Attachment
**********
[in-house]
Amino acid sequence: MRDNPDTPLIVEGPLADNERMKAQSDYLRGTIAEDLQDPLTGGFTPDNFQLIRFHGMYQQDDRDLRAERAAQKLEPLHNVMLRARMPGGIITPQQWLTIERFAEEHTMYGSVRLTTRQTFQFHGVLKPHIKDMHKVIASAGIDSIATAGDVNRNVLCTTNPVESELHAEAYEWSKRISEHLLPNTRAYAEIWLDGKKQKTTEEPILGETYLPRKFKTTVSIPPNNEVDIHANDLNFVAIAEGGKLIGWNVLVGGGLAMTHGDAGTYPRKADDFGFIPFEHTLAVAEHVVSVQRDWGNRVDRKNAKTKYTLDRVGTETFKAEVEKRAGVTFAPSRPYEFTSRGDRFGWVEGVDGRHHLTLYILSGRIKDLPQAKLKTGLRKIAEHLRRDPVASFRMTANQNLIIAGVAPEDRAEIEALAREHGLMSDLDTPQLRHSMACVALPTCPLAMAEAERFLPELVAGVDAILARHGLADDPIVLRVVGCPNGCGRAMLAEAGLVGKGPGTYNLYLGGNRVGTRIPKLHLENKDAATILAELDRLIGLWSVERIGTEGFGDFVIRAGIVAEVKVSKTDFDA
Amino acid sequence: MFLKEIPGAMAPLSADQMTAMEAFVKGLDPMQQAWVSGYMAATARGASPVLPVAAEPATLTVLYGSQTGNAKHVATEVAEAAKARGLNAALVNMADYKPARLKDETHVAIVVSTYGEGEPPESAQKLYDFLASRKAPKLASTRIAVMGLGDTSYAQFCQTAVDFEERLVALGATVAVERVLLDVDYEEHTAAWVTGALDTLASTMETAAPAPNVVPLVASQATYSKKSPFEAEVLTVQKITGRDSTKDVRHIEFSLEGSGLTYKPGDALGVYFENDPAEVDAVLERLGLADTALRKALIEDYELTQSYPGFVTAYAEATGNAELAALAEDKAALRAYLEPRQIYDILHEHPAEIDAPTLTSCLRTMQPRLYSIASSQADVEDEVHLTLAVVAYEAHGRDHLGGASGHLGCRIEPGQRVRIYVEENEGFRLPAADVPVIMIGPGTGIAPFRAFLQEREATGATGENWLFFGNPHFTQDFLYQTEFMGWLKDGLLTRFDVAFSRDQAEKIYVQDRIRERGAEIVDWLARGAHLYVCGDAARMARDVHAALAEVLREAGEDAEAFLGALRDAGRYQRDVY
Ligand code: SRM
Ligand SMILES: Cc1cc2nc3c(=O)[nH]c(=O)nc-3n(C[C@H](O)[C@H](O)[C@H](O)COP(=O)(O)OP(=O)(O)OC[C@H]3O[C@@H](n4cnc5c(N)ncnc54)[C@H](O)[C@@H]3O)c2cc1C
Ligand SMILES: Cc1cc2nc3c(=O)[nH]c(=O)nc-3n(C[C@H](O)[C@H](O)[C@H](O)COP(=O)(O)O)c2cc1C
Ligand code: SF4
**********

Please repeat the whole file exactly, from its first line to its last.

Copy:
[in-house]
Amino acid sequence: MRDNPDTPLIVEGPLADNERMKAQSDYLRGTIAEDLQDPLTGGFTPDNFQLIRFHGMYQQDDRDLRAERAAQKLEPLHNVMLRARMPGGIITPQQWLTIERFAEEHTMYGSVRLTTRQTFQFHGVLKPHIKDMHKVIASAGIDSIATAGDVNRNVLCTTNPVESELHAEAYEWSKRISEHLLPNTRAYAEIWLDGKKQKTTEEPILGETYLPRKFKTTVSIPPNNEVDIHANDLNFVAIAEGGKLIGWNVLVGGGLAMTHGDAGTYPRKADDFGFIPFEHTLAVAEHVVSVQRDWGNRVDRKNAKTKYTLDRVGTETFKAEVEKRAGVTFAPSRPYEFTSRGDRFGWVEGVDGRHHLTLYILSGRIKDLPQAKLKTGLRKIAEHLRRDPVASFRMTANQNLIIAGVAPEDRAEIEALAREHGLMSDLDTPQLRHSMACVALPTCPLAMAEAERFLPELVAGVDAILARHGLADDPIVLRVVGCPNGCGRAMLAEAGLVGKGPGTYNLYLGGNRVGTRIPKLHLENKDAATILAELDRLIGLWSVERIGTEGFGDFVIRAGIVAEVKVSKTDFDA
Amino acid sequence: MFLKEIPGAMAPLSADQMTAMEAFVKGLDPMQQAWVSGYMAATARGASPVLPVAAEPATLTVLYGSQTGNAKHVATEVAEAAKARGLNAALVNMADYKPARLKDETHVAIVVSTYGEGEPPESAQKLYDFLASRKAPKLASTRIAVMGLGDTSYAQFCQTAVDFEERLVALGATVAVERVLLDVDYEEHTAAWVTGALDTLASTMETAAPAPNVVPLVASQATYSKKSPFEAEVLTVQKITGRDSTKDVRHIEFSLEGSGLTYKPGDALGVYFENDPAEVDAVLERLGLADTALRKALIEDYELTQSYPGFVTAYAEATGNAELAALAEDKAALRAYLEPRQIYDILHEHPAEIDAPTLTSCLRTMQPRLYSIASSQADVEDEVHLTLAVVAYEAHGRDHLGGASGHLGCRIEPGQRVRIYVEENEGFRLPAADVPVIMIGPGTGIAPFRAFLQEREATGATGENWLFFGNPHFTQDFLYQTEFMGWLKDGLLTRFDVAFSRDQAEKIYVQDRIRERGAEIVDWLARGAHLYVCGDAARMARDVHAALAEVLREAGEDAEAFLGALRDAGRYQRDVY
Ligand code: SRM
Ligand SMILES: Cc1cc2nc3c(=O)[nH]c(=O)nc-3n(C[C@H](O)[C@H](O)[C@H](O)COP(=O)(O)OP(=O)(O)OC[C@H]3O[C@@H](n4cnc5c(N)ncnc54)[C@H](O)[C@@H]3O)c2cc1C
Ligand SMILES: Cc1cc2nc3c(=O)[nH]c(=O)nc-3n(C[C@H](O)[C@H](O)[C@H](O)COP(=O)(O)O)c2cc1C
Ligand code: SF4